“You all right?” Her voice sweet and childlike, lacking any malice.
“What… what…” Ben gasped as he tried to get his breath back. “What was that thing?”
“A blood wolf,” the girl told him.
“A wolf!” Ben screamed in shock. “Since when does Canterbury have any wolves?”
He saw that the girl was still holding her hand out, so he took it and she helped him to his feet. “What were you doing being chased by a blood wolf?” the girl asked him. “You didn’t act afraid near it, did you? You silly boy!”
“Yeah, it’s a little hard not to act afraid when it’s slobbering all over your back and all!” Ben yelled back.
“Didn’t they teach you anything about the wild? Blood wolves sense of smell is so acute that they can detect the subtle changes in emotions. They’re very sensitive to negative emotions so you don’t act afraid around them.”
“Where did you read that? Wikipedia?”
The girl appeared a little perplexed by Ben’s manner of speech, but remained polite. “What’s your name?”
“Er… Ben…” he replied, dusting himself off.
“Nice to meet you,” the girl said, smiling. “I’m Erowin. What are you doing in this forest all alone?”
“Looking for Bear Grylls,” Ben replied sarcastically. “What do you think?”
Erowin seemed mildly offended by what Ben said at first, then burst into a spontaneous giggle. “You’re funny!”
“Yeah… Er… listen, don’t supposed you could tell me… where am I?”
“Where are you?” Erowin asked, sounding a little shocked. “You’re in the forest!”
God, this girl’s a whack job! Ben thought. “Well thank you very much, Ms-Explain-The-Bleeding obvious, but can you be a little bit more specific?”
“The Forest of Celt, silly,” she chuckled.
“Where the hell’s that? Newcastle?”
“New castle?” Erowin placed a finger to her chin and her eyes rolled back thoughtfully. “There aren’t any new castles that I can think of. Unless any have been built recently.”
This chick’s clearly on something, Ben thought. “Right, see ya!” He turned and walked away in the opposite direction to Erowin, moving as fast as he could.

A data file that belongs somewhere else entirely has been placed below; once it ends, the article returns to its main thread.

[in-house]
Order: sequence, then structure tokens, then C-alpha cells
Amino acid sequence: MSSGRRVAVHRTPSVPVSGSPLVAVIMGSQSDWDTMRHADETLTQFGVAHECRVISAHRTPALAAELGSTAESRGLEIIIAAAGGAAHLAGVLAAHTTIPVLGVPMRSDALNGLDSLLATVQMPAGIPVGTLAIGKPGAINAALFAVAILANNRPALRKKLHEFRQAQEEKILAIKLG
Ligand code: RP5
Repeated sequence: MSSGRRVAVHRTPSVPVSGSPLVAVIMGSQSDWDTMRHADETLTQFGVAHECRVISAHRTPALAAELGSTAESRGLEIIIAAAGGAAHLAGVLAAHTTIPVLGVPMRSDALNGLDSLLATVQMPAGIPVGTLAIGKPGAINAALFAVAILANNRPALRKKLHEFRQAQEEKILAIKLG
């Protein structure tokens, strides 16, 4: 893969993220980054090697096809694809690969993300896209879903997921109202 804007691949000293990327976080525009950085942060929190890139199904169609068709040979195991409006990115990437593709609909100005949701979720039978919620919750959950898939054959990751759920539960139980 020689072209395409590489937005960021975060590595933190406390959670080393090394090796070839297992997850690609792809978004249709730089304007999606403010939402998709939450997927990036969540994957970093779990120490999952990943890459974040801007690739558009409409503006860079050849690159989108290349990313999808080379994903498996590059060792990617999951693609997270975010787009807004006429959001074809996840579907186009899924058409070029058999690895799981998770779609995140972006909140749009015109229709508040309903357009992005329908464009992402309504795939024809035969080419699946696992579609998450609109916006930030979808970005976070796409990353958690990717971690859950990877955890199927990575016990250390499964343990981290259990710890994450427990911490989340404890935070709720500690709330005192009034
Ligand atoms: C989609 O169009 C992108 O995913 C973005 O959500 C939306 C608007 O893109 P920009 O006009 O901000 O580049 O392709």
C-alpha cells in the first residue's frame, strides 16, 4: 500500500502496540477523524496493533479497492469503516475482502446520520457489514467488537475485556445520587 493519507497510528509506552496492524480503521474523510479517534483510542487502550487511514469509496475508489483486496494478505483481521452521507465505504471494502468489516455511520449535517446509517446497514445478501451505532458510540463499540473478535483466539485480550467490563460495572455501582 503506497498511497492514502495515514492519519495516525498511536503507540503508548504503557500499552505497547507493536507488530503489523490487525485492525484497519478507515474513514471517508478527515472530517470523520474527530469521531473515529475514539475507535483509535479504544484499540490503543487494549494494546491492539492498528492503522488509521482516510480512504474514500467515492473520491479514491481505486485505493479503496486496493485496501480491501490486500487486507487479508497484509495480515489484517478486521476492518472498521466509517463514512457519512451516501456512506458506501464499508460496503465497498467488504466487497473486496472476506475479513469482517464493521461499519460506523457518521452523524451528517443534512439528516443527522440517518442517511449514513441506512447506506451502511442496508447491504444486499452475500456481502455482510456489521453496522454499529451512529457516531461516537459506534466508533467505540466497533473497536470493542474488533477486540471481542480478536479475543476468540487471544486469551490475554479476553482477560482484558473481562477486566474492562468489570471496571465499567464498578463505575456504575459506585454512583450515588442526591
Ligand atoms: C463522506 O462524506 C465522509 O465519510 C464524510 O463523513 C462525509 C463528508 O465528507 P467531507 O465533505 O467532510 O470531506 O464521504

“Where are you going?” Erowin cried, running after him. “I’m sorry if I offended you.”
Ben ignored her and took out his phone again and dialled the same number he had been trying for ages, still he got no response. The phone didn’t even ring. “Argh! Stupid thing!” Ben cursed. “How do I get a signal in this place?”
“Signal?” Erowin asked. “For what?”
“For my phone!” Ben said, holding up his mobile.
Erowin’s eyes widened, acting as if she had just been shown the most unusual piece of jewellery in her life. She took the phone from his hands.
“Hey! Give that back!”
Erowin looked over the alien device in her fingers, feeling it up and down with her thumbs. It felt smooth against her touch, but a bit heavy for its size. “What a curious little device,” she mused. “What is it?”
“It’s a mobile!” Ben shouted, snatching it back from Erowin. “More to the point it’s a mobile that cost around a hundred odd quid, so keep your grubby mitts off it! Oh you scratched the screen!” He shut his phone off and put it back in his bag. “Look, just point me in the direction of the train station and I’ll make my own way back home!”
“You don’t even have a train station?” Ben groaned. “Fine, I’ll just have to walk it then.”
“Wait! I can help you find your way home!” Erowin said, following after Ben as he walked away. “This forest is dangerous and I would hate it if you got hurt.”
“Thanks, but no thanks!” Ben sternly replied. “I think I’m capable enough to navigate my way through a…”
As he turned a corner he was met with a roar of sound that made him fall back and land on his backside. He was greeted with a sight that made his encounter with the blood wolf seem small by comparison. The roar came from a bear, at least eight feet tall and with two bull-like horns protruding from its head. It roared again when it saw Ben, yet it did not move to attack. For Ben, two shocks in one day were more than he was prepared to take. “What the hell is that?”
“It’s a torobear!” Erowin cried, rushing to his side. “Don’t get too close to it! It seems angered!”
“You think?” Ben cried sarcastically. “What kind of messed up place is this?”
Erowin could sense a great rage coming from the creature, but she did not think it was directed at them. She knew torobears were generally gentle creatures who did not attack unless provoked. And Ben had not done anything to provoke the creature that she could see.